1. Chhedi has been convicted by a Magistrate of the First Class under Section 60(a), United Provinces Excise Act, and sentenced to six months' rigorous imprisonment and a fine of Rs. 50. His conviction was affirmed in appeal by the learned Sessions Judge of Benares, but the imprisonment was reduced to three months. He has come up in revision 'before this Court and Mr. Saila Nath Mukerji appearing on his behalf has taken the point that the Magistrate having no jurisdiction to try the case the conviction is bad in law.
2. The way in which this contention has Keen developed before me is that under Section 70, Local Act 4 of 1910, no Magistrate can take cognizance of an offence punishable under Section 60 except on his own knowledge or suspicion or on the complaint or report of an excise officer. The present trial proceeded on the report of a Sub-Inspector of Police, and it is argued that a Sub-Inspector of Police is not an excise officer within the meaning of Section 3, Sub-clause (2) of the Act. That provision says that an excise officer means a Collector or any officer or person appointed or invested with powers under Section 10, and when one looks to Section 10 it appears that by no notification of the Local Government has a police officer been invested with the power of filing a complaint under Section 60. The answer by the Crown is that, if a person or officer has been invested with any power under Section 10, then he becomes an excise officer for the purposes of Section 70, and my attention has been drawn to Government Notification, dated 13th July 1910, as amended by Notifications, dated 11th October 1913, 6th June 1917 and 8th September 1920, the conjoint effect of which notifications is that a police officer is invested with certain powers in connexion with the seizure of excisable articles and the arrest of suspected persons. A reference to all these notifications would be found at one place on p. 7 of the Supplement to the Excise Manual, Vols. 1 and 2, corrected up to 1st July 1922. I am in perfect agreement with the way in which Clause (2), Section 3 is interpreted by the learned Assistant Government Advocate. I am supported in this view by the case of Emperor v. Chhater Singh A.I.R. 1924 All. 267, the case of Prag v. Emperor  16 Cr. L.J. 591 and the decision of the Oudh Chief Court in Kallu v. Emperor Oudh Cr. Revn. No. 67 of 1926. A Sub-Inspector has the power under the notifications to arrest without warrant a person found committing an offence punishable under Section 60. He has further been given the power to seize and detain excisable articles, and as was pointed out in Chhater Singh's case (1):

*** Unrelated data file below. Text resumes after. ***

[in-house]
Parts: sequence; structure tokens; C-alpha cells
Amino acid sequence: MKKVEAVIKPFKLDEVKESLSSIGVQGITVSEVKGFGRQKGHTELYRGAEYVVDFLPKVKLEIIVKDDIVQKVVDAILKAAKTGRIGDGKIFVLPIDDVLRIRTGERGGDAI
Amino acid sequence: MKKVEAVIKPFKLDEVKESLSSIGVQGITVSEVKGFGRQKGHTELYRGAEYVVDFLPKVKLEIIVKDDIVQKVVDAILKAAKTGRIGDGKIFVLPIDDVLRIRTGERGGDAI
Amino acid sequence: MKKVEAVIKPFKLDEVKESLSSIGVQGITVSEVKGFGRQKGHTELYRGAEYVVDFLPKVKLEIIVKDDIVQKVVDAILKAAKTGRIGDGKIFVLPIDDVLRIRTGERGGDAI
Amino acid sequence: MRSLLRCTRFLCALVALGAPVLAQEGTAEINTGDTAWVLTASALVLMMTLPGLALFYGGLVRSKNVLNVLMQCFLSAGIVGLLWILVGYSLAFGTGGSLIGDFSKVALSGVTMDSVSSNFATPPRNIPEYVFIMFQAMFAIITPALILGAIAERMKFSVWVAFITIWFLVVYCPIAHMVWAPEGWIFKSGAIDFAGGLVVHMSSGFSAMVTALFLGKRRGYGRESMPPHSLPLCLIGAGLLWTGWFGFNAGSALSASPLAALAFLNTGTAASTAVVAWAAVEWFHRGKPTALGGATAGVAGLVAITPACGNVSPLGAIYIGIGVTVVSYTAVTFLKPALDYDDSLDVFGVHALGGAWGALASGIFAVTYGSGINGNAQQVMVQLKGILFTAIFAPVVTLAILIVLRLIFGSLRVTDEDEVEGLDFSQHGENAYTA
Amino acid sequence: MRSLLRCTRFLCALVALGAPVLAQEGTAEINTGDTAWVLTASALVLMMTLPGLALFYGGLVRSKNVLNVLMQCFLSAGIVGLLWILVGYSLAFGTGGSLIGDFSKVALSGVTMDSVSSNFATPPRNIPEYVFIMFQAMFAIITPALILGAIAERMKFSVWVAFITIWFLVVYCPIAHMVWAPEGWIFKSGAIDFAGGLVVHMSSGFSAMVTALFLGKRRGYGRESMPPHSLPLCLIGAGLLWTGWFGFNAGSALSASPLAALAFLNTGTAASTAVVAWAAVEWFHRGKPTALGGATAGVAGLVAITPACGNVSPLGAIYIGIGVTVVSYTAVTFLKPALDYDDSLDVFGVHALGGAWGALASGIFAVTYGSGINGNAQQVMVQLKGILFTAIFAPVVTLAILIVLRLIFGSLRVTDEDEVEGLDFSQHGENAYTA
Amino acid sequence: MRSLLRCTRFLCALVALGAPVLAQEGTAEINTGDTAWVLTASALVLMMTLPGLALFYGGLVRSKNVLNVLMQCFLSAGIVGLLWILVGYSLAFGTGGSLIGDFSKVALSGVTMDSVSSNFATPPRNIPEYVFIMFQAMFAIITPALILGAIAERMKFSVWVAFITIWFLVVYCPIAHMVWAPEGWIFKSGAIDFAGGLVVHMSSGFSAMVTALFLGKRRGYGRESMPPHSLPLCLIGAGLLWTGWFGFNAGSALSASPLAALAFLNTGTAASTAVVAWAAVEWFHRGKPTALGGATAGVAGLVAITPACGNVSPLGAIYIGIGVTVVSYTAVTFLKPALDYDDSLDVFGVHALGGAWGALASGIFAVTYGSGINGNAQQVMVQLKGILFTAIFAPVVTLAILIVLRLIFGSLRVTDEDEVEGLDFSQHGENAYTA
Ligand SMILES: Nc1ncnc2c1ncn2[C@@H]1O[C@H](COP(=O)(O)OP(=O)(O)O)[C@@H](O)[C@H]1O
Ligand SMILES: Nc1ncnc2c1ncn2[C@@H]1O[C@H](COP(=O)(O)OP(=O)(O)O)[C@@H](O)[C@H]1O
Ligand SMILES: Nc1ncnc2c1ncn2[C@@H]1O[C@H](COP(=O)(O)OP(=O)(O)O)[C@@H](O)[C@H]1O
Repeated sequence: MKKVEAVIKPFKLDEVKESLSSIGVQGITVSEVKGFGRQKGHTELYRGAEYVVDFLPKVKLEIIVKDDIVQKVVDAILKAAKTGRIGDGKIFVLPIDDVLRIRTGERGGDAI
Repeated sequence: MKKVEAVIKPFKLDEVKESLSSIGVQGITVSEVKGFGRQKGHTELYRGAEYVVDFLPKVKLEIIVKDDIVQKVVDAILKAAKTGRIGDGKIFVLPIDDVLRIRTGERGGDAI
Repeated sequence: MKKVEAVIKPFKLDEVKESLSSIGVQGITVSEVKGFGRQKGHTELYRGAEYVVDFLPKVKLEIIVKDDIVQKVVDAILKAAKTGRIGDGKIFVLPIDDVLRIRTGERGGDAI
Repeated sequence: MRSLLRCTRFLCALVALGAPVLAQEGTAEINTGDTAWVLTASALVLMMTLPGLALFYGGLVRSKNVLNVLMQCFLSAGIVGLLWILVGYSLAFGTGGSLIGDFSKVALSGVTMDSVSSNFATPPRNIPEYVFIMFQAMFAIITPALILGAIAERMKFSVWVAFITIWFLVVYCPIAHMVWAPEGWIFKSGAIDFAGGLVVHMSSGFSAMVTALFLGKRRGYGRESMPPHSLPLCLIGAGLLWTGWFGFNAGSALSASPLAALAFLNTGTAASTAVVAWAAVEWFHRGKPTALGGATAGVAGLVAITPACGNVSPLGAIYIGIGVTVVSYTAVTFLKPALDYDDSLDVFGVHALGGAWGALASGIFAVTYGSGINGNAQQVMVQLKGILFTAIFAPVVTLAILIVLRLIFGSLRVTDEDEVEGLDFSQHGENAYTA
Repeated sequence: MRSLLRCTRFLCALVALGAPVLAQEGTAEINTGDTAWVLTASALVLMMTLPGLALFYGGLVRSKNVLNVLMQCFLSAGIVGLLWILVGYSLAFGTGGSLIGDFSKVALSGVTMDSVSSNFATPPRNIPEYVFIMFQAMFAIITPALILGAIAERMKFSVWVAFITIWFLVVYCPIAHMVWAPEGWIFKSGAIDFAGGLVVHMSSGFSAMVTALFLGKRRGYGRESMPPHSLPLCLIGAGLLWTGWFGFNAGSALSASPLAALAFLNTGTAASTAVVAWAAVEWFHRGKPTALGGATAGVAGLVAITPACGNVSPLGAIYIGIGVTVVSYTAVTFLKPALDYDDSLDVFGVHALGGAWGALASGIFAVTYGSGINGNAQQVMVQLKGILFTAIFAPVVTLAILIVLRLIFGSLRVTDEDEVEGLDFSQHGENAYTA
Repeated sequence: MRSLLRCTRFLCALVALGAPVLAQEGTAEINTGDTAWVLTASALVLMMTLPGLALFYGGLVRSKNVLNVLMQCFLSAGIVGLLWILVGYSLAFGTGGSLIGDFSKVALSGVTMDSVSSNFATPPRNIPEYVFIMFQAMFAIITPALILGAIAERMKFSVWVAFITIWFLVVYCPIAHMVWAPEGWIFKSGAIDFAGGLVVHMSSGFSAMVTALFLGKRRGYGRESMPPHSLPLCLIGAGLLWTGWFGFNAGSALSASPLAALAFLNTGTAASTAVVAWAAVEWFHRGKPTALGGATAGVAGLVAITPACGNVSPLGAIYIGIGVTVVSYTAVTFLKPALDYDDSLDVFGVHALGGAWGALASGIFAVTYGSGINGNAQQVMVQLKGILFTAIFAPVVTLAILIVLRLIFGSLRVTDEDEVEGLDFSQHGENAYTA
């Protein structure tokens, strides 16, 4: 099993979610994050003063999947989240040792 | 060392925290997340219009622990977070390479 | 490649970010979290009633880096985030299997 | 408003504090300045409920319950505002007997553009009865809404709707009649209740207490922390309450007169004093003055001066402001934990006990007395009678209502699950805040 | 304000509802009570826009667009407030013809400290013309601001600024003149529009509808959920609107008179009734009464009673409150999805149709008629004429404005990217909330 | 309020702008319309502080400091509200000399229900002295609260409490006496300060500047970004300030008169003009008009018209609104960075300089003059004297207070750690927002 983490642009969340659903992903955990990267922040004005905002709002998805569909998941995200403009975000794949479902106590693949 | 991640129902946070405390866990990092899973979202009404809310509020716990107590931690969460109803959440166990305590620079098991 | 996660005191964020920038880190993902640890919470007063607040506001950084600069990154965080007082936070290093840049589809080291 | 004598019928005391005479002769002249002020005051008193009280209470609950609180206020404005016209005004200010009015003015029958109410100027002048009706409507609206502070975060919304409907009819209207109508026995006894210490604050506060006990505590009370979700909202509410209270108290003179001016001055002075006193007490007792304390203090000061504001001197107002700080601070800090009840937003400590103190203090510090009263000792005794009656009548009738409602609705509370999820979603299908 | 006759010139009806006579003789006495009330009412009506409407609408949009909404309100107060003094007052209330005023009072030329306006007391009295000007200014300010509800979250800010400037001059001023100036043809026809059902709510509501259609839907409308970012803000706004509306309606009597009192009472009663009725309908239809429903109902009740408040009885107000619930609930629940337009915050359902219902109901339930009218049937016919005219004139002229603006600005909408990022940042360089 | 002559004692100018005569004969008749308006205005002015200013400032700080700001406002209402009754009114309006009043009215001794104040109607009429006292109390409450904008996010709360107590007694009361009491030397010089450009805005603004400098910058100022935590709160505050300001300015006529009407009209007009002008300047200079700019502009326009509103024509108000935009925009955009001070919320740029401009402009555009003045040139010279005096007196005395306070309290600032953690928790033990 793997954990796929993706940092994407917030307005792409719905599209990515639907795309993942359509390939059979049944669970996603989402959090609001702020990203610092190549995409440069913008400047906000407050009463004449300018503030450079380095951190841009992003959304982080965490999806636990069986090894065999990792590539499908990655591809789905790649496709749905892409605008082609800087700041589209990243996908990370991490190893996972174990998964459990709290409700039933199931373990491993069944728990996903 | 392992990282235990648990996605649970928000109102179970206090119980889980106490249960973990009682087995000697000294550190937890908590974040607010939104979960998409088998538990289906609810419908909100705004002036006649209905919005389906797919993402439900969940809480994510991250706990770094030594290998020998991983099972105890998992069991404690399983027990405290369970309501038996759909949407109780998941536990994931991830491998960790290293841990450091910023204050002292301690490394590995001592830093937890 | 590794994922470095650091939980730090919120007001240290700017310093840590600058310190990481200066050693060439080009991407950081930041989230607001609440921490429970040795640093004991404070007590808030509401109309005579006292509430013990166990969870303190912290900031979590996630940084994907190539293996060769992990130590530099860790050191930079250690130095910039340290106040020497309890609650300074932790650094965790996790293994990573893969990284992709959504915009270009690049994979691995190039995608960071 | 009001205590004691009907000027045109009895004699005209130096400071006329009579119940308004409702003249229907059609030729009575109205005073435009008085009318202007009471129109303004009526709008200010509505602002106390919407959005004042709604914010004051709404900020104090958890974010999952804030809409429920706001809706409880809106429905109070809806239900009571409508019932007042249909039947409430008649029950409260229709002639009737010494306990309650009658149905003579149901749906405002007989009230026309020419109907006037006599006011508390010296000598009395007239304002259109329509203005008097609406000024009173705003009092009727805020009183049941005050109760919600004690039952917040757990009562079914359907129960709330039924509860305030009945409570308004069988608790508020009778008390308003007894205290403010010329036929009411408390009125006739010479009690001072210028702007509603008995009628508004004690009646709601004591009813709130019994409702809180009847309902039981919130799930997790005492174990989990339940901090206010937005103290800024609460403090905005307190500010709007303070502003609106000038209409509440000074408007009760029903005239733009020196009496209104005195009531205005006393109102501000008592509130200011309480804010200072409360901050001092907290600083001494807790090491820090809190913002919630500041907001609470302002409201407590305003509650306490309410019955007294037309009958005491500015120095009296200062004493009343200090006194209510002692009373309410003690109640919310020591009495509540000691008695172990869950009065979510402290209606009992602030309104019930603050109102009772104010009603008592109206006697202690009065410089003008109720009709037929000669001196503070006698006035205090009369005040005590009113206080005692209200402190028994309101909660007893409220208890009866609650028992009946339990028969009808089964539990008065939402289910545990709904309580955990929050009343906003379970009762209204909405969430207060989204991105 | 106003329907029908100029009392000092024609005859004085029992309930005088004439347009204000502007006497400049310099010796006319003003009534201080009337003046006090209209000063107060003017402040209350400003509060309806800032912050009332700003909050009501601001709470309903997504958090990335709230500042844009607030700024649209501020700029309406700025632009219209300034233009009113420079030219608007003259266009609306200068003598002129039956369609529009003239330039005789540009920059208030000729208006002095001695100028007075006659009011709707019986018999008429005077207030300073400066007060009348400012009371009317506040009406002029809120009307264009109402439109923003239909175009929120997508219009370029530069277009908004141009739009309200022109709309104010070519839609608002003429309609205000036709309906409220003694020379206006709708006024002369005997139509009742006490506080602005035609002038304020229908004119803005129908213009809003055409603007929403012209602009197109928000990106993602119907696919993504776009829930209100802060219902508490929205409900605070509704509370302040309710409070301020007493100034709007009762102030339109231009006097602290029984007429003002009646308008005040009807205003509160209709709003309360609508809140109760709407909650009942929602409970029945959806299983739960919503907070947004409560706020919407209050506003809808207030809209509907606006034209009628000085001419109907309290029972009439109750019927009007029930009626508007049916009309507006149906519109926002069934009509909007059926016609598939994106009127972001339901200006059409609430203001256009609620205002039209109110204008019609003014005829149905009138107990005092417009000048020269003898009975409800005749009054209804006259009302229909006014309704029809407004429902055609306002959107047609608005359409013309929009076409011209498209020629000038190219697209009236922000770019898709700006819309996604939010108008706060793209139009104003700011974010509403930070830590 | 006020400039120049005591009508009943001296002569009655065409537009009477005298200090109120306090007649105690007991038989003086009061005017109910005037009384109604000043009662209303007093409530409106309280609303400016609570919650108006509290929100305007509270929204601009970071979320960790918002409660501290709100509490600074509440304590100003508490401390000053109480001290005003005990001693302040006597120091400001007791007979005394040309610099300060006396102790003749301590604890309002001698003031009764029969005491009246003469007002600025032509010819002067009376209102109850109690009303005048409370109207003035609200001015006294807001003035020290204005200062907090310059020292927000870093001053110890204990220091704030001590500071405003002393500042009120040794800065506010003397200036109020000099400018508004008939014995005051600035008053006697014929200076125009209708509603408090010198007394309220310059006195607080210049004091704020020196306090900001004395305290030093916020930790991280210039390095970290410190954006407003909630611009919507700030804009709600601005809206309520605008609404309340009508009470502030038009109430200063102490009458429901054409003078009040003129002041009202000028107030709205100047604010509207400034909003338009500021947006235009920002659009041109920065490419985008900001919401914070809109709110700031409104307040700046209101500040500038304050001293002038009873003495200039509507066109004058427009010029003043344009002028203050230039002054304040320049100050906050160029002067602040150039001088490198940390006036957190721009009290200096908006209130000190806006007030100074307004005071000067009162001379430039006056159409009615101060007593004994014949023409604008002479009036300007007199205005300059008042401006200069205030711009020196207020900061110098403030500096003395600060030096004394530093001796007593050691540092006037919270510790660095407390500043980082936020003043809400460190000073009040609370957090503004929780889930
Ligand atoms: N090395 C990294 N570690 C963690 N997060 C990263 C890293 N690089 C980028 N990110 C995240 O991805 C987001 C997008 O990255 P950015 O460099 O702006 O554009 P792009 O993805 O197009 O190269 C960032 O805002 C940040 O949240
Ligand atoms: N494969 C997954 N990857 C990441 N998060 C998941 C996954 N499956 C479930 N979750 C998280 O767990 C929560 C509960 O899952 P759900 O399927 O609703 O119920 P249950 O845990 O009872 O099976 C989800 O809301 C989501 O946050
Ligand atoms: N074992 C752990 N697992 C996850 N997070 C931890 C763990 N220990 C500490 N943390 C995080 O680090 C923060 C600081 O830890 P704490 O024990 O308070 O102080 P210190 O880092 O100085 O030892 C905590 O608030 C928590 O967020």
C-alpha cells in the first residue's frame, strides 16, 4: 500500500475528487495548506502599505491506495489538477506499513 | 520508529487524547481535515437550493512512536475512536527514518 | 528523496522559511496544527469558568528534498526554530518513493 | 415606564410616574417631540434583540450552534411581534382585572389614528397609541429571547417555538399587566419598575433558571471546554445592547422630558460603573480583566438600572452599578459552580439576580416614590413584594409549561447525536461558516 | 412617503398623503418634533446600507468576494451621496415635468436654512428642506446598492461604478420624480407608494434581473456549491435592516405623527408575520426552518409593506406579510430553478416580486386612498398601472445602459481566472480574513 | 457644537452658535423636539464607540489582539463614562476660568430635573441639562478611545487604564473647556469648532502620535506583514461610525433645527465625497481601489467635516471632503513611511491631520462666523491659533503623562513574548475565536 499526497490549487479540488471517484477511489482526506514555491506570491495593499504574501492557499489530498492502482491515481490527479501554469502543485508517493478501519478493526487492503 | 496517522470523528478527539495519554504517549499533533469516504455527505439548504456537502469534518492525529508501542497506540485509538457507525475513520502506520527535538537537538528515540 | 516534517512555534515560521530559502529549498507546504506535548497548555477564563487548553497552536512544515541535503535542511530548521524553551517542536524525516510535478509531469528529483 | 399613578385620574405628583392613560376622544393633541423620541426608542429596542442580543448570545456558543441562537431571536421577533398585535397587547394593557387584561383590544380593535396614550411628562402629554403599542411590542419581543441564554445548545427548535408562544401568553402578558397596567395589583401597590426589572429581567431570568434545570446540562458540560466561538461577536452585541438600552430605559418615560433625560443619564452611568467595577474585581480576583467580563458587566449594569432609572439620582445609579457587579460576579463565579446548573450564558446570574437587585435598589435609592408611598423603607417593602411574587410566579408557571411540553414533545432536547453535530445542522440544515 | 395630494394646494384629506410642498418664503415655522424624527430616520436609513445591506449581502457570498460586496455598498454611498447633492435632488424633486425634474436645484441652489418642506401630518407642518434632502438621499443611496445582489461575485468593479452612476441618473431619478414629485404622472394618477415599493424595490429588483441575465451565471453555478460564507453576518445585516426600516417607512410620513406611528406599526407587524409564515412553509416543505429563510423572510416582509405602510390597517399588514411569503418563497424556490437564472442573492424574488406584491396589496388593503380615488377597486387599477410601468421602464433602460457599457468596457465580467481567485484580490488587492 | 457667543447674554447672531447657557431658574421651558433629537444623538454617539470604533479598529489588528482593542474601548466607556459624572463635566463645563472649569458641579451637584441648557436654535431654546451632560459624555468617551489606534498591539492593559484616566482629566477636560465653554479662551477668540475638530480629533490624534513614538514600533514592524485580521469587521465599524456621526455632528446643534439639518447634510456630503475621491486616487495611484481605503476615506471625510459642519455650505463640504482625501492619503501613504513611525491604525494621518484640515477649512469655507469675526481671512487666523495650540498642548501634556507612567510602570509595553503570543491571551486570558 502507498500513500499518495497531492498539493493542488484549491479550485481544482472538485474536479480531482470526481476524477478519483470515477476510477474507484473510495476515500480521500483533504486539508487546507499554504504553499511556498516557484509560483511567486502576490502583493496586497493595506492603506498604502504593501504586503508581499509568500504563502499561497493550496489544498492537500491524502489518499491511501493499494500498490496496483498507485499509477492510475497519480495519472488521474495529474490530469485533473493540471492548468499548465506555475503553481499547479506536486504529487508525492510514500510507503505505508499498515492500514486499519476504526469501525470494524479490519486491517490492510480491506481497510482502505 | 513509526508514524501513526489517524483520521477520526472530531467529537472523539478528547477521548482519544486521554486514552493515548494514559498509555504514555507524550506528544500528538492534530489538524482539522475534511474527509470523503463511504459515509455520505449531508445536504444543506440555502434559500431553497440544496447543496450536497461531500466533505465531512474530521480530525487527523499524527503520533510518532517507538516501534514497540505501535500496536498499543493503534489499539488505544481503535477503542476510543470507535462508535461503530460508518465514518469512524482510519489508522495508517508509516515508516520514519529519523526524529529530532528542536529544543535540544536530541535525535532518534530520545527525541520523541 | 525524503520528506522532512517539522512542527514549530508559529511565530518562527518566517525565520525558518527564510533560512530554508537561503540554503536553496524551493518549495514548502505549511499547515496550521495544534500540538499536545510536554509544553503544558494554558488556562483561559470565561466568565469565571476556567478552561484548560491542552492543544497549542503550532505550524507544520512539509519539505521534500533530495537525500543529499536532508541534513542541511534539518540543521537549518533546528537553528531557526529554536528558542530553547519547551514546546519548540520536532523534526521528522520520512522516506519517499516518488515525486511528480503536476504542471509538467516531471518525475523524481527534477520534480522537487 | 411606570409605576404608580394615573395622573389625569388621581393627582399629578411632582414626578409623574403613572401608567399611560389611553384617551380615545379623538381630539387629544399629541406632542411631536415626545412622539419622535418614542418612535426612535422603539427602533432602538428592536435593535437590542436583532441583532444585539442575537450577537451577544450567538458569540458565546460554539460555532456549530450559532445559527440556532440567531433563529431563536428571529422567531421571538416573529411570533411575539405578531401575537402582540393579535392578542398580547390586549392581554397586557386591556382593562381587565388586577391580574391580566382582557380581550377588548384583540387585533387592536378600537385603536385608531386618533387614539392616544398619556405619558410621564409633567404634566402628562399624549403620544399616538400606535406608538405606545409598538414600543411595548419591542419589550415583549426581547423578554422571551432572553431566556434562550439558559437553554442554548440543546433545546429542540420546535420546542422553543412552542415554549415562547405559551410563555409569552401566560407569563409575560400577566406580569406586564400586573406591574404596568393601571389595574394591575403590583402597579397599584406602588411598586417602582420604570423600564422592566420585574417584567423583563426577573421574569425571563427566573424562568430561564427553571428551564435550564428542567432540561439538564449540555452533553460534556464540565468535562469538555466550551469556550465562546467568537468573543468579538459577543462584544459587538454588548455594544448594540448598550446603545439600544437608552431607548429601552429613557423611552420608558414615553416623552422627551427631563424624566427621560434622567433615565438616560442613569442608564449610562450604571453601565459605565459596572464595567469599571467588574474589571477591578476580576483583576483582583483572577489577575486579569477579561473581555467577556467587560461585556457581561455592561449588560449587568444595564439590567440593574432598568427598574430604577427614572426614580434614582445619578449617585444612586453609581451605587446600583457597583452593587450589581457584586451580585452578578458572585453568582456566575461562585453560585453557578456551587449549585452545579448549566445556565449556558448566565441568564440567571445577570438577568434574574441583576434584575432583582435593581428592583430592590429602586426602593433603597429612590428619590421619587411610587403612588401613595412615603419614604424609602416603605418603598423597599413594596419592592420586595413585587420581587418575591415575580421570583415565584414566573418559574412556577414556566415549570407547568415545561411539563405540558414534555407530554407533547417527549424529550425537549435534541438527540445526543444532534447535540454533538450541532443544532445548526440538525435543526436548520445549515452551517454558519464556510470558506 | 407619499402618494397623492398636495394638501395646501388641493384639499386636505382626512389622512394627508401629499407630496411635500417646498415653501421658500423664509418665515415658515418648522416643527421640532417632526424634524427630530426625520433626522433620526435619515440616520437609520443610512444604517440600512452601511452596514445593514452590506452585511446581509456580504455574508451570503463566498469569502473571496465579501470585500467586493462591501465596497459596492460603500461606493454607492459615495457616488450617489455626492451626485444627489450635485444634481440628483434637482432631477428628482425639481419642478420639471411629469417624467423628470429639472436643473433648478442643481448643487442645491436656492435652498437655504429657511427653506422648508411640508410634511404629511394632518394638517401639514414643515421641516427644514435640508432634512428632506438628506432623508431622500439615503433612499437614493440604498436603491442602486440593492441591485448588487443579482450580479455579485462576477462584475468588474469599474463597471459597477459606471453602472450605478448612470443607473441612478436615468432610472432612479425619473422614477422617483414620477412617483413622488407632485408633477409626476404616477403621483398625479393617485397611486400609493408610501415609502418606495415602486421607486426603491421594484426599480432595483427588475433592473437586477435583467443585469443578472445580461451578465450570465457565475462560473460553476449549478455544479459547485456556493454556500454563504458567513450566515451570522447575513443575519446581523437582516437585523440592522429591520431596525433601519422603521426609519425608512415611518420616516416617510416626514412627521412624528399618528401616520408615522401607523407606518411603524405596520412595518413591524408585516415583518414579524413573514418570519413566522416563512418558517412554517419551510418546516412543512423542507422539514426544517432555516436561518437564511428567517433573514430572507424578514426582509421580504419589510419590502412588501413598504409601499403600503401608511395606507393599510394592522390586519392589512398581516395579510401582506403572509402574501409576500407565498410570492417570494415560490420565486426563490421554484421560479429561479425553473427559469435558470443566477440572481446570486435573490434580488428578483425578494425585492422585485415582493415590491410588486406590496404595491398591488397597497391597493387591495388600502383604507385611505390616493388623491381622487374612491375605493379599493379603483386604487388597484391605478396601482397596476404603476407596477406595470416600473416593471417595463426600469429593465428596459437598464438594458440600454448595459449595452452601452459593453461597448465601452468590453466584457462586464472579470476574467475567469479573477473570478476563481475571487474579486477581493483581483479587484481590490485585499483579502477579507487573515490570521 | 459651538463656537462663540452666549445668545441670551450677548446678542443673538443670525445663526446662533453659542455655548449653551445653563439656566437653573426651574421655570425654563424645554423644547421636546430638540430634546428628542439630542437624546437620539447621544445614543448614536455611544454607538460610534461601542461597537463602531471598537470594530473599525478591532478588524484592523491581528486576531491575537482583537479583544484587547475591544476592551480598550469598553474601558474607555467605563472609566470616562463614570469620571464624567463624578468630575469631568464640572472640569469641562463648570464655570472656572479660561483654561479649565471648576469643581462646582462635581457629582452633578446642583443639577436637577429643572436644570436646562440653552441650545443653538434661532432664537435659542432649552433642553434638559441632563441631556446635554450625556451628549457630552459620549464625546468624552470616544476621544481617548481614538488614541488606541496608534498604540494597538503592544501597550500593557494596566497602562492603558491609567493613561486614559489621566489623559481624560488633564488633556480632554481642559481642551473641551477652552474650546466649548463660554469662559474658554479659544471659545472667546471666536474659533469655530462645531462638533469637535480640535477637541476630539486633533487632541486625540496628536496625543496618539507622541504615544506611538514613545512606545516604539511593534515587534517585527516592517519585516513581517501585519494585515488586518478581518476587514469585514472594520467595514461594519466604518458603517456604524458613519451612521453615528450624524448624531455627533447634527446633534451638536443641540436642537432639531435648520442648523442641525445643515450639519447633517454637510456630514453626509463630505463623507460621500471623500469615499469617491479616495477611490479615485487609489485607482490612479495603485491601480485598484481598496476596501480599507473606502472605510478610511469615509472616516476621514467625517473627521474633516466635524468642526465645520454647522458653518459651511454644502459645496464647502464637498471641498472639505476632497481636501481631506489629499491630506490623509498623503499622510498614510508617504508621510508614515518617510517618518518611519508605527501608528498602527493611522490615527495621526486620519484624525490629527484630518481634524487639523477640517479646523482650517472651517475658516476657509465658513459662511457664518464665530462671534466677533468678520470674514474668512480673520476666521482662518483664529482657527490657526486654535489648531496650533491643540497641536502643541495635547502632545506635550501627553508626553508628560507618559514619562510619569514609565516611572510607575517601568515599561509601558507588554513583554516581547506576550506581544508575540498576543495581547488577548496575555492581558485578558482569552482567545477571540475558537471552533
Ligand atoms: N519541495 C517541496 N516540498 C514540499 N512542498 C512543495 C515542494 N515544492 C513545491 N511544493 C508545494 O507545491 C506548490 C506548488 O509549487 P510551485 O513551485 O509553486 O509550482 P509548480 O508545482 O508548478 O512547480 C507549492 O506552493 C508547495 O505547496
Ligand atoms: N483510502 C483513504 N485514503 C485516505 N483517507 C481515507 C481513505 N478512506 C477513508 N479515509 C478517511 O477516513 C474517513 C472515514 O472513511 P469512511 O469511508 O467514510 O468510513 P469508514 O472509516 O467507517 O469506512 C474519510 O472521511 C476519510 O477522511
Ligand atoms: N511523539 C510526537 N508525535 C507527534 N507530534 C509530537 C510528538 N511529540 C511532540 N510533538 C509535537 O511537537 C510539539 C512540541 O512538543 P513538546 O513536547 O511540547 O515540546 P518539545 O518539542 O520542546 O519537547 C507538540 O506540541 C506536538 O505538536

it was unnecessary, and would have complicated matters, for the Local Government, to issue a further notification authorizing persons on whom it had already conferred powers for the purposes of the Act to do something which the Act says any excise officer may do, that is to say, to issue a separate notification authorizing him to submit a report or complaint to the Magistrate.
3. I am of the opinion that there is no force in this revision and I dismiss it. The accused who is on bail will surrender to his bail bond and servo out the remainder of the sentence.